Name Candace Calvert

Age Grandmotherly

Where are you from

I’m a native northern Californian, veteran ER nurse, grandmother to 8 (plus a first great grand!), a passionate cook, world traveler—and bird nerd.

Fiona: Tell us your latest news?

My 9th medical drama for Tyndale House publishers, Maybe It’s You, releases February 3rd.

Fiona: When and why did you begin writing?

I wrote stories as a child, then in diaries, journals . . . for as long as I can remember. Writing is a great outlet and (to quote Anais Nin), a way to “taste life twice.”

Fiona: When did you first consider yourself a writer?

I can’t remember a time when I didn’t.

Fiona: What inspired you to write your first book?

A “triple whammy” that left me divorced, temporarily homeless and physically and spiritually broken—my first published work appears in Chicken Soup for the Nurse’s Soul.

Fiona: Do you have a specific writing style?

I write inspirational contemporary romance, a medical subgenre that has been dubbed “hope opera.” Adrenaline-infused, warmly romantic, touches of humor.

Fiona: How did you come up with the title?

The title Maybe It’s You was actually my editor’s suggestion.

Fiona: Is there a message in your novel that you want readers to grasp?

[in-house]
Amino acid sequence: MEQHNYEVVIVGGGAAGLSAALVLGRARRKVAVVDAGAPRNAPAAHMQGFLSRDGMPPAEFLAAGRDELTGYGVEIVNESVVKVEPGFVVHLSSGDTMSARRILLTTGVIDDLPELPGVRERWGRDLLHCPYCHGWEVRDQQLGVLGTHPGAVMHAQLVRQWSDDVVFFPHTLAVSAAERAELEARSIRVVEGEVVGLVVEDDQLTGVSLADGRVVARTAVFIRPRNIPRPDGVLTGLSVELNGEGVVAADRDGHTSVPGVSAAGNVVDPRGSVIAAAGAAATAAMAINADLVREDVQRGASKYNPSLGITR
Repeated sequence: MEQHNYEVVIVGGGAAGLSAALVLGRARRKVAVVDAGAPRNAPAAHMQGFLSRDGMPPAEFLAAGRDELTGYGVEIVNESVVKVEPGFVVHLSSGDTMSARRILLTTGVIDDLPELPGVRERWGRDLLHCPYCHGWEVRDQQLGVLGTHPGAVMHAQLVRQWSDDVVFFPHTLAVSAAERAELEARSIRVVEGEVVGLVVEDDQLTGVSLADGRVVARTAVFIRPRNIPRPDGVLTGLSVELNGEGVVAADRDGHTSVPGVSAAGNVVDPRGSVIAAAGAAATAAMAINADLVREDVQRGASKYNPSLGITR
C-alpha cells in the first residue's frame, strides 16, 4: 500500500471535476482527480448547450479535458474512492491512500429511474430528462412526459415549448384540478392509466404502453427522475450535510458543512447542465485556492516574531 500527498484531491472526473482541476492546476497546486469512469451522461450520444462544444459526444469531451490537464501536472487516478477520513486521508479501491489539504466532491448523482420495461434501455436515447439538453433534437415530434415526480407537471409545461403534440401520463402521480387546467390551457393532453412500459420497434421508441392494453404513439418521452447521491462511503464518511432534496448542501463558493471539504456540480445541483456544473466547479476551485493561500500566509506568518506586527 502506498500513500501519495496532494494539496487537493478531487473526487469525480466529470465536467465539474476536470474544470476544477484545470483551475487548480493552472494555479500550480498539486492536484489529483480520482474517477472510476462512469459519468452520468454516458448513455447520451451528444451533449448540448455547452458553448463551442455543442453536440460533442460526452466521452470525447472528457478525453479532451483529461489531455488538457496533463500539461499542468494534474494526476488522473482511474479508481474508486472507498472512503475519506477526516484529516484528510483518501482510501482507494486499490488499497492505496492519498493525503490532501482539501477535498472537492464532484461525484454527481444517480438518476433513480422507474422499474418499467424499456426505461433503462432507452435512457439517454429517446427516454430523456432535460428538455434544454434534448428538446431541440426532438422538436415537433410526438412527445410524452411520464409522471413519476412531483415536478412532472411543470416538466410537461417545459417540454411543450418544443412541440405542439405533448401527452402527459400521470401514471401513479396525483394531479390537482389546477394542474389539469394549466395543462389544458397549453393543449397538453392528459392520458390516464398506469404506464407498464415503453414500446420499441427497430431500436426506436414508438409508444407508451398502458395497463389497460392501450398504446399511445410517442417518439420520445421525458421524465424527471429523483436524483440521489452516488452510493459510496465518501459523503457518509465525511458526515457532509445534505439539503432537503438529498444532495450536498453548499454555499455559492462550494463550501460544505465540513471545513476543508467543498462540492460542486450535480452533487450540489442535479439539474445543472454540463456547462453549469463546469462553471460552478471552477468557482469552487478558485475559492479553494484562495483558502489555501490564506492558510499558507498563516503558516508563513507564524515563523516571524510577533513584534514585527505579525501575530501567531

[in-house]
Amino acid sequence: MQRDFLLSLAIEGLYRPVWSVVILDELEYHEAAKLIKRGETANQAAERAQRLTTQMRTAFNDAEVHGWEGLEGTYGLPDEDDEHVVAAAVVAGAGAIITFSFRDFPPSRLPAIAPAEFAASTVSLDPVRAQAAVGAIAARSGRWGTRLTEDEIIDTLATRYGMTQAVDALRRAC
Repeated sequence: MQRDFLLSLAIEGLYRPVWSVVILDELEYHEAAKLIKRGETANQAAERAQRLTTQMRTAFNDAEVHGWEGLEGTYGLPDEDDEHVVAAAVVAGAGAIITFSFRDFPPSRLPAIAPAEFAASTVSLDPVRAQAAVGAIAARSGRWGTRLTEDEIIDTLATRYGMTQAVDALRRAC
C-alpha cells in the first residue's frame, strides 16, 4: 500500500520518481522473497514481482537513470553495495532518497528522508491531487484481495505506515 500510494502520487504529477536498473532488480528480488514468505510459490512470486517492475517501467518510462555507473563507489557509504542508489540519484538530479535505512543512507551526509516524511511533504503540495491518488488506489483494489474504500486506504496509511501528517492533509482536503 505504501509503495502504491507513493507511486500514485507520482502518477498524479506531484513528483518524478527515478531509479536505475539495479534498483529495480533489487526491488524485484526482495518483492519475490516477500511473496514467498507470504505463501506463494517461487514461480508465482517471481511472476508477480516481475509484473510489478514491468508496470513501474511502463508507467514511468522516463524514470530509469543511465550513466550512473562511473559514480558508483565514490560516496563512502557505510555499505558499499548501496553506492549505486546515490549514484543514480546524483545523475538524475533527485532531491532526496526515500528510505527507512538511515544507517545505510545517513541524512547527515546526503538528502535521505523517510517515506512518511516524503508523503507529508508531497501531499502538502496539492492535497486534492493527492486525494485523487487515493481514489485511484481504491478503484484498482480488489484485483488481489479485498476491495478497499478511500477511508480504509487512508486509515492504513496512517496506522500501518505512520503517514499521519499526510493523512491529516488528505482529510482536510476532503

The unifying message in Maybe It’s You is one of forgiveness and healing, brokenness and worth—that no matter our mistakes, we are loved by God.

Fiona: How much of the book is realistic and are experiences based on someone you know, or events in your own life?

I think most works of fiction contain a bit of author DNA and I try hard to make my characters feel real and relatable. No actual personal events in this story, but definitely an overall blend of experiences and relationships. I hope my readers see themselves or someone they know while reading it.

Fiona: What books have most influenced your life most? a mentor?

A literary work very close to my heart is The Diary of a Young Girl by Anne Frank. It touched me deeply when I first read it and again, quite recently, when I had the opportunity to tour the Anne Frank House in Amsterdam.